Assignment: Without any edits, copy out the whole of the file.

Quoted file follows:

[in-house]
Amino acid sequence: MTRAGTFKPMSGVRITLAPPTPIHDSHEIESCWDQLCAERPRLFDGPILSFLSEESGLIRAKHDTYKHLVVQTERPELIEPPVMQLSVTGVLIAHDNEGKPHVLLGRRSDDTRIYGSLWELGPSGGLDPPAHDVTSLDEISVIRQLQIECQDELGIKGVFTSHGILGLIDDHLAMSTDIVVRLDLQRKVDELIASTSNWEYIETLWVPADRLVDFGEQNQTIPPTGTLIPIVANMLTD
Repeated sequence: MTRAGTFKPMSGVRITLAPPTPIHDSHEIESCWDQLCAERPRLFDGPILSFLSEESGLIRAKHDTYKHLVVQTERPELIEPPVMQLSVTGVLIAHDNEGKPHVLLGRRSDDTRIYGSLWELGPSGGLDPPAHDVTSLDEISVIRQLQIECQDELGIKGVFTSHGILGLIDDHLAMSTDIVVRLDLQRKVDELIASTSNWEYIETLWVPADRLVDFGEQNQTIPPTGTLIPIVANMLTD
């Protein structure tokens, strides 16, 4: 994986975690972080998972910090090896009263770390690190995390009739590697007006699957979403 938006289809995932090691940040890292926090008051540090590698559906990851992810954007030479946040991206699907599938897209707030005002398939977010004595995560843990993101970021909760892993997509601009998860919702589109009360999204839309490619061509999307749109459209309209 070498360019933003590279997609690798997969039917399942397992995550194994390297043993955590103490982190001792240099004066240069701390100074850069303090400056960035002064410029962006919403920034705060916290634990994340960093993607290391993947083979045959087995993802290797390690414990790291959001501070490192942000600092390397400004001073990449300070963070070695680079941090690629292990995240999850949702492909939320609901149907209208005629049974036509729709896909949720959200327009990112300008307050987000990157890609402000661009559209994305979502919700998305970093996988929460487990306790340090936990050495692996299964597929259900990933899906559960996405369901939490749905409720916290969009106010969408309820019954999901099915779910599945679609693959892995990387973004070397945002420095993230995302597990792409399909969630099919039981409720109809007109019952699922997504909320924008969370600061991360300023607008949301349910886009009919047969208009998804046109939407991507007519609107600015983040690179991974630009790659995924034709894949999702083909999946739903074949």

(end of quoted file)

[in-house]
Amino acid sequence: MTRAGTFKPMSGVRITLAPPTPIHDSHEIESCWDQLCAERPRLFDGPILSFLSEESGLIRAKHDTYKHLVVQTERPELIEPPVMQLSVTGVLIAHDNEGKPHVLLGRRSDDTRIYGSLWELGPSGGLDPPAHDVTSLDEISVIRQLQIECQDELGIKGVFTSHGILGLIDDHLAMSTDIVVRLDLQRKVDELIASTSNWEYIETLWVPADRLVDFGEQNQTIPPTGTLIPIVANMLTD
Repeated sequence: MTRAGTFKPMSGVRITLAPPTPIHDSHEIESCWDQLCAERPRLFDGPILSFLSEESGLIRAKHDTYKHLVVQTERPELIEPPVMQLSVTGVLIAHDNEGKPHVLLGRRSDDTRIYGSLWELGPSGGLDPPAHDVTSLDEISVIRQLQIECQDELGIKGVFTSHGILGLIDDHLAMSTDIVVRLDLQRKVDELIASTSNWEYIETLWVPADRLVDFGEQNQTIPPTGTLIPIVANMLTD
């Protein structure tokens, strides 16, 4: 994986975690972080998972910090090896009263770390690190995390009739590697007006699957979403 938006289809995932090691940040890292926090008051540090590698559906990851992810954007030479946040991206699907599938897209707030005002398939977010004595995560843990993101970021909760892993997509601009998860919702589109009360999204839309490619061509999307749109459209309209 070498360019933003590279997609690798997969039917399942397992995550194994390297043993955590103490982190001792240099004066240069701390100074850069303090400056960035002064410029962006919403920034705060916290634990994340960093993607290391993947083979045959087995993802290797390690414990790291959001501070490192942000600092390397400004001073990449300070963070070695680079941090690629292990995240999850949702492909939320609901149907209208005629049974036509729709896909949720959200327009990112300008307050987000990157890609402000661009559209994305979502919700998305970093996988929460487990306790340090936990050495692996299964597929259900990933899906559960996405369901939490749905409720916290969009106010969408309820019954999901099915779910599945679609693959892995990387973004070397945002420095993230995302597990792409399909969630099919039981409720109809007109019952699922997504909320924008969370600061991360300023607008949301349910886009009919047969208009998804046109939407991507007519609107600015983040690179991974630009790659995924034709894949999702083909999946739903074949």